But what do you do when it comes time to track down the best speaker system when you’ve got efficiency on the brain?
Unfortunately for environmentally conscious audiophiles everywhere, there’s no little yellow sticker to help you track down which speakers, receivers, and cables are going to give you the most boom for your buck. Luckily, even if there aren’t hard and fast rules for keeping your audio energy at reasonable levels, there are a few things you can look for to find the best speaker systems and home audio components around.
1. Speaker sensibility
It just kind of makes sense that fewer speakers means less power draw, but how do you decide how many is enough?
When it comes time to set up your surround, 7.1-channel, 5.1-channel, 9.2-channel are all perfectly valid speaker setups — sometimes. But when all you find you’re doing with your system is listening to music (with a movie thrown in every other weekend), it makes more sense (environmentally speaking) to cut down to a pair of speakers.
Not in a very large home theater room (because, for example, it’s also your apartment’s living room) but still love big surround in you movies? You can probably get away with a fairly simple 5.1-channel, rather than using additional speakers for fill you don’t need.
2. All about the amplifier
Amplifiers come in all shapes and sizes, and whether you’re listening to the latest Blu-ray through your Yamaha RX-A1010 or rocking out with a combination processor/amp from Peachtree, you’ve got one running. No matter what kind of amplifier you’re using, it’s been designed for power draw, so how could you possibly make that more green?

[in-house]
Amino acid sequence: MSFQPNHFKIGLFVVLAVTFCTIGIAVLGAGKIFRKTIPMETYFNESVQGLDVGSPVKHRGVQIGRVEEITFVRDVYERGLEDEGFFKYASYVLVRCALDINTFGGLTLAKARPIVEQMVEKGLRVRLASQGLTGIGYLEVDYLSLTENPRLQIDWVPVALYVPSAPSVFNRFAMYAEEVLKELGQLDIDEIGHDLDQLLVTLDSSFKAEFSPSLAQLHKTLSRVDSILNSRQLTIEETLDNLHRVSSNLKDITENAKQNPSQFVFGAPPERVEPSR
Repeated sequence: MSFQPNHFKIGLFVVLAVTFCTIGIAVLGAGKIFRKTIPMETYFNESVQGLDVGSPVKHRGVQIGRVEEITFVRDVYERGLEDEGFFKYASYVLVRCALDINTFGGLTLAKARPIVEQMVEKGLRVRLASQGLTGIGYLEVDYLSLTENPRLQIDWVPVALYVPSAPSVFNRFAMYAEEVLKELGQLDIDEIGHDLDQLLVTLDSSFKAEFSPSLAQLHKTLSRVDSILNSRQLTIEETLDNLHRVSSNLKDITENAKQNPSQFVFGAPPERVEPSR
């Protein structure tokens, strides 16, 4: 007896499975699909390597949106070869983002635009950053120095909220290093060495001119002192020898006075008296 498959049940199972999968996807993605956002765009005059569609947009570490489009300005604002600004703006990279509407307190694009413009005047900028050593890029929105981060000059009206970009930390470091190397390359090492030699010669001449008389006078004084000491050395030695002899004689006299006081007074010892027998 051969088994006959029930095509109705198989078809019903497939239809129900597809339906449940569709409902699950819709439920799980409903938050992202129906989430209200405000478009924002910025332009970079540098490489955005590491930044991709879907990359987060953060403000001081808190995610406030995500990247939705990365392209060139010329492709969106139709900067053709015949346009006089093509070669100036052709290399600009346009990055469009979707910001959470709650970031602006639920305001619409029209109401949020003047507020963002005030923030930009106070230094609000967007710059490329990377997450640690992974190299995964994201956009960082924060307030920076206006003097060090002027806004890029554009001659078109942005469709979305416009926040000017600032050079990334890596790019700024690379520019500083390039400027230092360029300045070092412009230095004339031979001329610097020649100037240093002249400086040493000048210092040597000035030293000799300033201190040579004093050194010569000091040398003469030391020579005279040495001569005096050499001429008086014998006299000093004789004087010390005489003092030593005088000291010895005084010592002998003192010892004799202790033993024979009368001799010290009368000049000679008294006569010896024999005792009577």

Different amplifier types have different efficiencies. For example, a Class AB amplifier tends to be less efficient than a Class D amplifier. So, the obvious answer would be to always use a Class D amplifier, right? The problem is there are sound trade-offs. Class AB amplifiers tend to sound warmer than Class D amplifiers, leading to a better sound quality (at least according to most listeners).
So what’s the right answer? There really isn’t one. Many devices with Class D amplifiers include additional processing to bring your audio closer to the sound you’d expect from an AB amp, but ultimately, it’s up to you whether you’re willing to trade sound quality for efficiency.
3. Wires, wires, everywhere!
It wouldn’t really be a great discussion about audio efficiency unless we talked a bit about how you’re connecting your speakers. Because this ground is already so well travelled, I’m just going to reiterate the point I’ve made before: make sure you get good quality wires, and keep your runs as short as possible.
4. Clearing out
This one’s mostly for the older audiophiles out there, but if you’re just starting out on the road to efficient audio, it’s good to keep in mind. Keep your audio peripherals simple. Just because you happen to have a tape deck, 8-track player, and laser disc doesn’t mean they have to be hooked up — especially if all you’re doing is streaming music from your home computer and listening to the occasional LP.
Keep the esoteric audio equipment out of your system, or at the very least unplugged. If it’s one album that you just can’t live without, consider converting it to another media.
So, while keeping the environment in mind when setting up your best speakers, receivers, and other equipment isn’t easy, it’s plenty do-able with just a little planning and knowledge.
Do you keep efficiency in mind when you set up your audio? Let us know in the comments!